Pakistan Foreign Minister Bilawal Bhutto Zardari on Thursday denied requesting any debt restructuring owed to China, despite the flood situation in the country.
Commenting on US Secretary Antony Blinken's statement regarding seeking debt relief from China, Zardari said that so far, Islamabad had not made any request for debt-restructuring, deferment or swap and hoped that it will not become a victim of geopolitics, Dawn reported.
"If we have a conversation with China, it should be between Pakistan and China alone, no one else needs to interfere. Engagement with China should continue. Whenever we have this conversation, it will be between us and China. I hope that it does not become a victim of geopolitics," the minister said during the interview with Foreign policy, a US-based magazine.
Dodging the question of China's cold response to Pakistan's flood and Sri Lanka's economic crisis, Bilawal Zardari said that whatever Beijing does with Islamabad or Colombo, it is completely their choice.
"Just like it's 100 per cent America's decision in either of these circumstances," he said in an interview as quoted by Dawn.
Bilawal went on to say: "Rather than being a point of competition or a venue for these divisions (between China and the US) to be exacerbated, I would like Pakistan to continue to play a role that we have in the past. Pakistan originally played a bridge between China and the US, resulting in diplomatic relations between the two countries."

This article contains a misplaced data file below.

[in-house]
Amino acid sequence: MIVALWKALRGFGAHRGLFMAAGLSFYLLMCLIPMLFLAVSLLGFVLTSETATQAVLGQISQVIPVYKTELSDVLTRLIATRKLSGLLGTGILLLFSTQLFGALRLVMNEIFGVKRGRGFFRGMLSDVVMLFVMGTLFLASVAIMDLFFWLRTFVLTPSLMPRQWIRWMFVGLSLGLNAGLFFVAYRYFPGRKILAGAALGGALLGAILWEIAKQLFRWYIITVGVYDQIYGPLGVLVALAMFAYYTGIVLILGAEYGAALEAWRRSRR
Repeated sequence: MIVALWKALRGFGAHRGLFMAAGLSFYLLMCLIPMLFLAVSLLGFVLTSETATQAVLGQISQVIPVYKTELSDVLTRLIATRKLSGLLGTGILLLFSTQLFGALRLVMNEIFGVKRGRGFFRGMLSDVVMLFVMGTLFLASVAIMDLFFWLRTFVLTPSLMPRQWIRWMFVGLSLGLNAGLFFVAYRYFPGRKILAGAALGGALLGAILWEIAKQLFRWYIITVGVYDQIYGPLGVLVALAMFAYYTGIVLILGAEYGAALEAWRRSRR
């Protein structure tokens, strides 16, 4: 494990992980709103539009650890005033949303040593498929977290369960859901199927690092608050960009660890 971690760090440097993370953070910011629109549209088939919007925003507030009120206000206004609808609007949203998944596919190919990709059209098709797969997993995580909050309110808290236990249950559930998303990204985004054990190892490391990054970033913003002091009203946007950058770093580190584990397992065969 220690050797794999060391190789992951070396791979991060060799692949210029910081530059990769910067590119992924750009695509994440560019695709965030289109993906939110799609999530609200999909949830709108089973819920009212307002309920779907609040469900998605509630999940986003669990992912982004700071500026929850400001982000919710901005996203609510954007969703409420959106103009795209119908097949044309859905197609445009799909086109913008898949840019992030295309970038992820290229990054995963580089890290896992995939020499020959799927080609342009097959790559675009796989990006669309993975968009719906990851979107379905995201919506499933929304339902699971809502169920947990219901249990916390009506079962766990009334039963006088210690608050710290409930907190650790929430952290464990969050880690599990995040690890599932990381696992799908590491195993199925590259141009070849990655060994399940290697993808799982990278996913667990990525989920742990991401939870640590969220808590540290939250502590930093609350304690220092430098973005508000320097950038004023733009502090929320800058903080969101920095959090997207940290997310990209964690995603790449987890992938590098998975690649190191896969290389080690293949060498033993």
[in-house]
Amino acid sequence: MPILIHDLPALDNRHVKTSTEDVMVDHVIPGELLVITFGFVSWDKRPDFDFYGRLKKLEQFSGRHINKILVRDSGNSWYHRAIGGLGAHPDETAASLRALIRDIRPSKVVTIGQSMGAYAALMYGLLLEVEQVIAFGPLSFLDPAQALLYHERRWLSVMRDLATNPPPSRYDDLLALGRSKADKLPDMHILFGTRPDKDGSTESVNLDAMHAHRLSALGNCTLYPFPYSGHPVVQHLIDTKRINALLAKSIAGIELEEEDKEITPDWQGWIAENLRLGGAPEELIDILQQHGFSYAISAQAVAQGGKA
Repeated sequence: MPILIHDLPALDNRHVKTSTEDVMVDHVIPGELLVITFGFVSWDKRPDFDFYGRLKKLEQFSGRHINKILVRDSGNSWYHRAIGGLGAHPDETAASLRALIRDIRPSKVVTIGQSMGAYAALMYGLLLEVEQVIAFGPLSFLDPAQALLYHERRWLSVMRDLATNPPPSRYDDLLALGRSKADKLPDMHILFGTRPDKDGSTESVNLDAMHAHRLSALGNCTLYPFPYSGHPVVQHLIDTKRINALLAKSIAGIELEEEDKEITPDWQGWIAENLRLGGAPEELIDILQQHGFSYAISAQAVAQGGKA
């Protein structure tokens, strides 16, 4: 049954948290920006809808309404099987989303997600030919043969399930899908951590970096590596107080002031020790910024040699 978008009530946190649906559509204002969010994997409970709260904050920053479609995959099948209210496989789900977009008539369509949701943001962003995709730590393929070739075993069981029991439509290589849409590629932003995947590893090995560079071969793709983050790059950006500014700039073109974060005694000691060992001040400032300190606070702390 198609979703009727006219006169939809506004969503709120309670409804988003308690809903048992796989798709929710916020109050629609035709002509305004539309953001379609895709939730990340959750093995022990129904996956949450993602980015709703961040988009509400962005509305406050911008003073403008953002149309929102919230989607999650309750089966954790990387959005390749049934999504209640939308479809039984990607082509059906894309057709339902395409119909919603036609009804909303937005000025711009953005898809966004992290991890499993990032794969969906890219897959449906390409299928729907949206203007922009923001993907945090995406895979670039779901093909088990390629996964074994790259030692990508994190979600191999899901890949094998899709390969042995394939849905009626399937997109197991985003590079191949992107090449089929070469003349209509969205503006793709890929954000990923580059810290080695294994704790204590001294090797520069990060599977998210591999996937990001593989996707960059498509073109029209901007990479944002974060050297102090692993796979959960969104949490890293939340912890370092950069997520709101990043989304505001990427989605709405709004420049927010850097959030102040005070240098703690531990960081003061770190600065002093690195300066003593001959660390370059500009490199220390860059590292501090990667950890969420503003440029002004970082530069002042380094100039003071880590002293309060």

"And right now, particularly when we're drowning in floods, I don't want to play any part in exacerbating any tensions or being a geopolitical football," Dawn.com reported on Thursday.
"In this time of great geopolitical division, I would much rather play the role of a bridge by uniting these two great powers around working together for climate change."
The foreign minister hoped that "perhaps, Pakistan's unique position as a friend of both the US and China could encourage cooperation on this front".
Earlier, On Monday, US State Secretary Antony Blinken had called on Pakistan to seek debt relief from China while reiterating Washington's support to Islamabad in these challenging times.
The remarks had drawn a censorious response from China, whose foreign ministry spokesperson Wang Wenbin had called out the US for "passing unwarranted criticism against Pakistan-China cooperation" and urged it to do something "real and beneficial" for the people of Pakistan, reported Dawn. (ANI)